Growing up in the late 50s and 60s in a small town in the rural Midwest the places one could “hang out” were few. The pool hall was too adult and I was chased from, and pulled from (by angry parents), that sacred hall many times.
By the time my hormonal rich teenage years washed over me the only place for me to go was Mary’s Beehive, Dairy Bar and Sandwich Shop. It was Mecca. As soon as you stepped in the door you encountered the symbol of our age, the jukebox. Pouring out of the speakers were the songs of our time, the poetry of our time, the beat and sounds that defined us.
I was reminded of that the other day when I saw an online reference to women artists of early “rock and roll” and a specific reference to a song from the early rock and roll era by the Crystals. The song was: “Then He Kissed Me.”
I “YouTubed” the song and suddenly I was leaning up against the jukebox at Mary’s Beehive, thinking about my first kiss. I thought long and hard, was it Margaret or Lois, that first kiss, when and where?
As I thought about that first kiss, I thought about all of the songs of those days, the days of innocence and not so innocent youth. The songs that were our poetry.
The first verse of the “Then He Kissed Me,” goes like this:
Well, he walked up to me and he asked me if I wanted to dance
He looked kinda nice and so I said I might take a chance
When he danced he held me tight
And when he walked me home that night
All the stars were shining bright
And then he kissed me.
Then I thought what if we were to take the titles and first lines of some of those songs and put them all together? What would it look like?
A Fool Such as I, Then He Kissed me.
That’ll be the Day, Dream Lover, Leader of the Pack,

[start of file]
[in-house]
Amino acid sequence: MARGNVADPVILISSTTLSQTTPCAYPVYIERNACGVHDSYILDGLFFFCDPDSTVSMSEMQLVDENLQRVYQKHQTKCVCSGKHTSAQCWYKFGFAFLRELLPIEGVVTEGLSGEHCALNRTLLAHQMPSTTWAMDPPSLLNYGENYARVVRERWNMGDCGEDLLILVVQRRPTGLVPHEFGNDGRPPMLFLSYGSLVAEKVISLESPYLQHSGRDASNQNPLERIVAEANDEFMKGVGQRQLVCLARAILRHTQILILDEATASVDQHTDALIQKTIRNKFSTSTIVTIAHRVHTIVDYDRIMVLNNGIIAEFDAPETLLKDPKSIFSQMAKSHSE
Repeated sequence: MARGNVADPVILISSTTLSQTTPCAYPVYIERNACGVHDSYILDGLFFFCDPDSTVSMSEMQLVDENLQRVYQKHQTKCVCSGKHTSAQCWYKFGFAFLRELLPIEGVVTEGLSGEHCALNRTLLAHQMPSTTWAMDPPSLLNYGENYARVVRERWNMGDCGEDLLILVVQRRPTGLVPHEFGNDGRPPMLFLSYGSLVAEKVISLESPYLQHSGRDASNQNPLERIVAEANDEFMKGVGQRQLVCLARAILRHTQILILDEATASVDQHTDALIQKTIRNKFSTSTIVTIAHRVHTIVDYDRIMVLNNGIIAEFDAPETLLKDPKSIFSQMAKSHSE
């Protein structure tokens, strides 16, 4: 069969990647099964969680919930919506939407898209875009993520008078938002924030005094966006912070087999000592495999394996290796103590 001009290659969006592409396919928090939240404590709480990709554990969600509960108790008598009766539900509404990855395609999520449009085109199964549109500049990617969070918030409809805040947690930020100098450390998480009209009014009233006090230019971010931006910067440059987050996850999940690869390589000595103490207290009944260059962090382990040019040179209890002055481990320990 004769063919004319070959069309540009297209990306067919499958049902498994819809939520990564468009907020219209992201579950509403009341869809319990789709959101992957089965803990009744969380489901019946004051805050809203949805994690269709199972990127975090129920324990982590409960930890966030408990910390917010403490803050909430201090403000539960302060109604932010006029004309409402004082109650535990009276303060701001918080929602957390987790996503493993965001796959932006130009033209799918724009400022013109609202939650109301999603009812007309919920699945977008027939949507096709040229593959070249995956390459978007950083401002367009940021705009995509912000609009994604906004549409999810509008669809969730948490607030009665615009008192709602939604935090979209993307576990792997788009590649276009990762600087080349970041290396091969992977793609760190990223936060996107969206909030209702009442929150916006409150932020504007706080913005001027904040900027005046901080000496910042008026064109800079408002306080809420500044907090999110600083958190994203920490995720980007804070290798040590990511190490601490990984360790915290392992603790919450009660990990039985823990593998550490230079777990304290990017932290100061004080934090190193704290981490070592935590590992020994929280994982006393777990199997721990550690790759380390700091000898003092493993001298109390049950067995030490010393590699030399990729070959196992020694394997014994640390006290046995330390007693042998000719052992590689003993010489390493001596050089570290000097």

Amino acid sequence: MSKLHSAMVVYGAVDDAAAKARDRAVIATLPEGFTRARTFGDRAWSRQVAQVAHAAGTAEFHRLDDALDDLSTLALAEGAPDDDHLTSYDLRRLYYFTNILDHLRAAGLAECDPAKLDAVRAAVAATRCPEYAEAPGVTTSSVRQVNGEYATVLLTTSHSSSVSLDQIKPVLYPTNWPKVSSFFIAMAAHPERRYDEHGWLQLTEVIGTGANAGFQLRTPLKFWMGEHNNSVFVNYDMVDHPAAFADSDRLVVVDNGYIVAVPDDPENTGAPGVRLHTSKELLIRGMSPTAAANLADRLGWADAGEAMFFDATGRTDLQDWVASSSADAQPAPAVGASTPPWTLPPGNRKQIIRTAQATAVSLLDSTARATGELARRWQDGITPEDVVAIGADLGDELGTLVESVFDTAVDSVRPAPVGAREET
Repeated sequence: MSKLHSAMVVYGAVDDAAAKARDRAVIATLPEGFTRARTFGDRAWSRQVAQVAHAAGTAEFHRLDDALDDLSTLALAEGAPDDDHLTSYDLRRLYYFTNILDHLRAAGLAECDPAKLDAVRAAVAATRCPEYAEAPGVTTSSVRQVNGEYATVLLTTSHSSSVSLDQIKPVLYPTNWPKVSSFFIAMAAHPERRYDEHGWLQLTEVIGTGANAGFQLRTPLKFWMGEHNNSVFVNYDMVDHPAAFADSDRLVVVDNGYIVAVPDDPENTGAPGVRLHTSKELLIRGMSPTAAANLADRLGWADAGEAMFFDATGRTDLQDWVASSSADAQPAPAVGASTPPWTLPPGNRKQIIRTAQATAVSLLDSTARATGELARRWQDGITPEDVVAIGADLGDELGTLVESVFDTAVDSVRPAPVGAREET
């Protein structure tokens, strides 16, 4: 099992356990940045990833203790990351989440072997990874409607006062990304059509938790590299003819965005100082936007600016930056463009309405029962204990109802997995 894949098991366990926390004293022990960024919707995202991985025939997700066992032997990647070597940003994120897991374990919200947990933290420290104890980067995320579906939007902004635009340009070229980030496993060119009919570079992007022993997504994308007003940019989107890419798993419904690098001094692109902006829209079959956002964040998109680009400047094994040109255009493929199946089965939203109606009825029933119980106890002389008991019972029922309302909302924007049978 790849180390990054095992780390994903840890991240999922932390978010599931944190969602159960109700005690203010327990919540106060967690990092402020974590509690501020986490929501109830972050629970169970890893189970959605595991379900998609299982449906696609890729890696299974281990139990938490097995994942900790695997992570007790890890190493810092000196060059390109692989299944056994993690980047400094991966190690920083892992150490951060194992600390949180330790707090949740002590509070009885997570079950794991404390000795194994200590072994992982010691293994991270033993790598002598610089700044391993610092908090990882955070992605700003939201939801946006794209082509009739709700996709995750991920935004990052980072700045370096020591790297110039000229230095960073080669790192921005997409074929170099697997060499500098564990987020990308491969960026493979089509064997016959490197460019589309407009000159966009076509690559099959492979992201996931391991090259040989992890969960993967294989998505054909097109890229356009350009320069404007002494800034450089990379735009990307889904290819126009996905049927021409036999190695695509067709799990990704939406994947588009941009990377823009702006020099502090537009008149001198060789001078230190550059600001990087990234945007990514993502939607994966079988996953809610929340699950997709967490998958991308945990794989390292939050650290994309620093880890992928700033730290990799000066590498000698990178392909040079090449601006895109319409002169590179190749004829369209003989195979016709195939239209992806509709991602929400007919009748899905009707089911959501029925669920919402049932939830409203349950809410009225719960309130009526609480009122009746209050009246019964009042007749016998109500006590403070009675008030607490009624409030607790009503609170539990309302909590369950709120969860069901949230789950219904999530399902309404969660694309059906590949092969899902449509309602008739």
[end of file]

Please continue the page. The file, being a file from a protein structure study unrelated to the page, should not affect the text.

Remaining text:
The Great Pretender, Devil or Angel?, Jailhouse Rock.
Donna, Paperback Writer, Save the Last Dance for Me.
Hey, Hey Paula, Will You Still Love Me Tomorrow?
My Girl, My Boyfriend’s Back, A Hard Day’s Night,
Tears on My Pillow, Every Beat of my Heart, Poison Ivy,
Soldier Boy, Pretty Woman, Blueberry Hill,
Mr. Lonely, Chantilly Lace, and Then He Kissed Me.
Can you hear the music of these songs? Do you remember The Platters, Ritchie Valens, Elvis, Paul Anka, Bobby Vee, Fats Domino, The Drifters, Gladys Knight and the Pips, the Crystals, the Shangrilas, the Beatles, the Shirelles, the Marvelettes, the Temptations, Little Anthony, Bobby Vinton, and Roy Orbison?
As I was walking down memory lane, listening to the YouTube recordings of these songs and these artists, I returned to my hometown. I was there at Mary’s Beehive. I was across the street at the City Hall for the Friday night dance. I was riding up and down the Main Street. I was working up the courage to ask someone to dance. And the memories merged with the music. I watched as Mrs. Paddolla walked the dance floor checking to see if we were dancing without space between us. Sometimes she would see if a piece of typing paper would pass between us, the ultimate close test.
The faces of the teenagers of my youth passed before my eyes. The names flashed by as an endless loop, a memory associated with each name and face. And with each memory a song, a dance, a moment, frozen in time!
So I invite you to the dance floor. No matter what years you found yourself in front of jukebox, no matter what years you found yourself on a dance floor, pick up your pen, open your computer, write a story about the songs and the people you were with when you danced the night away.